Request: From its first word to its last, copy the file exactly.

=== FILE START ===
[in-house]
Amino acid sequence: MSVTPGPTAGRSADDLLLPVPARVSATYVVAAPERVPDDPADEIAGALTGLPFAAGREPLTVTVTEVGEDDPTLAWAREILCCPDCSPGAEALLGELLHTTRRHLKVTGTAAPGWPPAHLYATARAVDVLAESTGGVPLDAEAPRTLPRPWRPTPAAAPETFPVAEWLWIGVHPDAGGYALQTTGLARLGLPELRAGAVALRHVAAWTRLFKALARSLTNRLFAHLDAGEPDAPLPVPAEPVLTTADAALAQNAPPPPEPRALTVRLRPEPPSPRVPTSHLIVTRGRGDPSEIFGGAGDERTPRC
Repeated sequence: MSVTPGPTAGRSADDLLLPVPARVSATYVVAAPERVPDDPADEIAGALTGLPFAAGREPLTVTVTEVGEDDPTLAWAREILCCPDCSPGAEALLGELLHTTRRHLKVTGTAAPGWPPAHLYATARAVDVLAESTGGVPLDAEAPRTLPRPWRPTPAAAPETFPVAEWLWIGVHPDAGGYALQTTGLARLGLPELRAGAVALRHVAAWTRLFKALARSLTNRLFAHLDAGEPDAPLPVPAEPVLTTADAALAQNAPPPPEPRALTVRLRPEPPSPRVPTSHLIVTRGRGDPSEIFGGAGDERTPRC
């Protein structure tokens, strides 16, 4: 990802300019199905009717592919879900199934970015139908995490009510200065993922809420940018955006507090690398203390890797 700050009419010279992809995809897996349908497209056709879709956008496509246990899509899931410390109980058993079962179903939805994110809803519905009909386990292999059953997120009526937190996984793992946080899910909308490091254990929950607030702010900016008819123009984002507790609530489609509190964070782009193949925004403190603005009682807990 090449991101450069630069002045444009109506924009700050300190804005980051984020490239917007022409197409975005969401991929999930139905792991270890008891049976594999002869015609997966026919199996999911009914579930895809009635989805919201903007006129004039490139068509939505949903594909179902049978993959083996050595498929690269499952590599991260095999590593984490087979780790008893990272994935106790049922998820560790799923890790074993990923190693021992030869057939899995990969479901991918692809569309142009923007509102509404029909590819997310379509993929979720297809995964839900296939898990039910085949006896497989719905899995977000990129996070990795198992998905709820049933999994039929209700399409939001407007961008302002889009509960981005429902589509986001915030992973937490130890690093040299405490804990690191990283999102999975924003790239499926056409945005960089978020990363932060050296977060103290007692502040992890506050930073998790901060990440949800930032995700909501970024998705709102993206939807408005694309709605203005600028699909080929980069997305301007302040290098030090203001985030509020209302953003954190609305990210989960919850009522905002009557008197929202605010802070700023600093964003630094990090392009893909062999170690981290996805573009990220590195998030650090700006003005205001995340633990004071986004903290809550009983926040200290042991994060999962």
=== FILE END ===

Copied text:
[in-house]
Amino acid sequence: MSVTPGPTAGRSADDLLLPVPARVSATYVVAAPERVPDDPADEIAGALTGLPFAAGREPLTVTVTEVGEDDPTLAWAREILCCPDCSPGAEALLGELLHTTRRHLKVTGTAAPGWPPAHLYATARAVDVLAESTGGVPLDAEAPRTLPRPWRPTPAAAPETFPVAEWLWIGVHPDAGGYALQTTGLARLGLPELRAGAVALRHVAAWTRLFKALARSLTNRLFAHLDAGEPDAPLPVPAEPVLTTADAALAQNAPPPPEPRALTVRLRPEPPSPRVPTSHLIVTRGRGDPSEIFGGAGDERTPRC
Repeated sequence: MSVTPGPTAGRSADDLLLPVPARVSATYVVAAPERVPDDPADEIAGALTGLPFAAGREPLTVTVTEVGEDDPTLAWAREILCCPDCSPGAEALLGELLHTTRRHLKVTGTAAPGWPPAHLYATARAVDVLAESTGGVPLDAEAPRTLPRPWRPTPAAAPETFPVAEWLWIGVHPDAGGYALQTTGLARLGLPELRAGAVALRHVAAWTRLFKALARSLTNRLFAHLDAGEPDAPLPVPAEPVLTTADAALAQNAPPPPEPRALTVRLRPEPPSPRVPTSHLIVTRGRGDPSEIFGGAGDERTPRC
């Protein structure tokens, strides 16, 4: 990802300019199905009717592919879900199934970015139908995490009510200065993922809420940018955006507090690398203390890797 700050009419010279992809995809897996349908497209056709879709956008496509246990899509899931410390109980058993079962179903939805994110809803519905009909386990292999059953997120009526937190996984793992946080899910909308490091254990929950607030702010900016008819123009984002507790609530489609509190964070782009193949925004403190603005009682807990 090449991101450069630069002045444009109506924009700050300190804005980051984020490239917007022409197409975005969401991929999930139905792991270890008891049976594999002869015609997966026919199996999911009914579930895809009635989805919201903007006129004039490139068509939505949903594909179902049978993959083996050595498929690269499952590599991260095999590593984490087979780790008893990272994935106790049922998820560790799923890790074993990923190693021992030869057939899995990969479901991918692809569309142009923007509102509404029909590819997310379509993929979720297809995964839900296939898990039910085949006896497989719905899995977000990129996070990795198992998905709820049933999994039929209700399409939001407007961008302002889009509960981005429902589509986001915030992973937490130890690093040299405490804990690191990283999102999975924003790239499926056409945005960089978020990363932060050296977060103290007692502040992890506050930073998790901060990440949800930032995700909501970024998705709102993206939807408005694309709605203005600028699909080929980069997305301007302040290098030090203001985030509020209302953003954190609305990210989960919850009522905002009557008197929202605010802070700023600093964003630094990090392009893909062999170690981290996805573009990220590195998030650090700006003005205001995340633990004071986004903290809550009983926040200290042991994060999962």